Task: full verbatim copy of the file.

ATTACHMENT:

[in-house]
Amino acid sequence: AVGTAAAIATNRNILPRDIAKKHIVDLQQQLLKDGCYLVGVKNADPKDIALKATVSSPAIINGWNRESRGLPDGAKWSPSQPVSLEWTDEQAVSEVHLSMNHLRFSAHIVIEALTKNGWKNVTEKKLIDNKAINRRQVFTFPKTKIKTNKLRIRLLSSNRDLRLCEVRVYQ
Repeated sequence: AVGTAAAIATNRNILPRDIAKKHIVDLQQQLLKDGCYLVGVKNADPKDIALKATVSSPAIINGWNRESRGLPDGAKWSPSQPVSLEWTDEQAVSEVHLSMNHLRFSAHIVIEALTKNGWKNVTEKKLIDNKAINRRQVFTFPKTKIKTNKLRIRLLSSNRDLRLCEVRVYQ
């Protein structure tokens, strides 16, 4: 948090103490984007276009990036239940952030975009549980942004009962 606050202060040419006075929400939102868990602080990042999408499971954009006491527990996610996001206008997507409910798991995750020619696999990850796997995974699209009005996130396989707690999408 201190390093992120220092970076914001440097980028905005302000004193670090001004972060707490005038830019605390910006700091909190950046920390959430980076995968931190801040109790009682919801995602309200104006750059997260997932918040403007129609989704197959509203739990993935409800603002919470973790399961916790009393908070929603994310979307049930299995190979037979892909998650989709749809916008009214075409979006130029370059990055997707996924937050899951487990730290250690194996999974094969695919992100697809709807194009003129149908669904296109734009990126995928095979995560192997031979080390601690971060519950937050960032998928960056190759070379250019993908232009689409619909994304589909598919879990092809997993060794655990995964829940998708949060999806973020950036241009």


[in-house]
Amino acid sequence: AVGTAAAIATNRNILPRDIAKKHIVDLQQQLLKDGCYLVGVKNADPKDIALKATVSSPAIINGWNRESRGLPDGAKWSPSQPVSLEWTDEQAVSEVHLSMNHLRFSAHIVIEALTKNGWKNVTEKKLIDNKAINRRQVFTFPKTKIKTNKLRIRLLSSNRDLRLCEVRVYQ
Repeated sequence: AVGTAAAIATNRNILPRDIAKKHIVDLQQQLLKDGCYLVGVKNADPKDIALKATVSSPAIINGWNRESRGLPDGAKWSPSQPVSLEWTDEQAVSEVHLSMNHLRFSAHIVIEALTKNGWKNVTEKKLIDNKAINRRQVFTFPKTKIKTNKLRIRLLSSNRDLRLCEVRVYQ
């Protein structure tokens, strides 16, 4: 948090103490984007276009990036239940952030975009549980942004009962 606050202060040419006075929400939102868990602080990042999408499971954009006491527990996610996001206008997507409910798991995750020619696999990850796997995974699209009005996130396989707690999408 201190390093992120220092970076914001440097980028905005302000004193670090001004972060707490005038830019605390910006700091909190950046920390959430980076995968931190801040109790009682919801995602309200104006750059997260997932918040403007129609989704197959509203739990993935409800603002919470973790399961916790009393908070929603994310979307049930299995190979037979892909998650989709749809916008009214075409979006130029370059990055997707996924937050899951487990730290250690194996999974094969695919992100697809709807194009003129149908669904296109734009990126995928095979995560192997031979080390601690971060519950937050960032998928960056190759070379250019993908232009689409619909994304589909598919879990092809997993060794655990995964829940998708949060999806973020950036241009």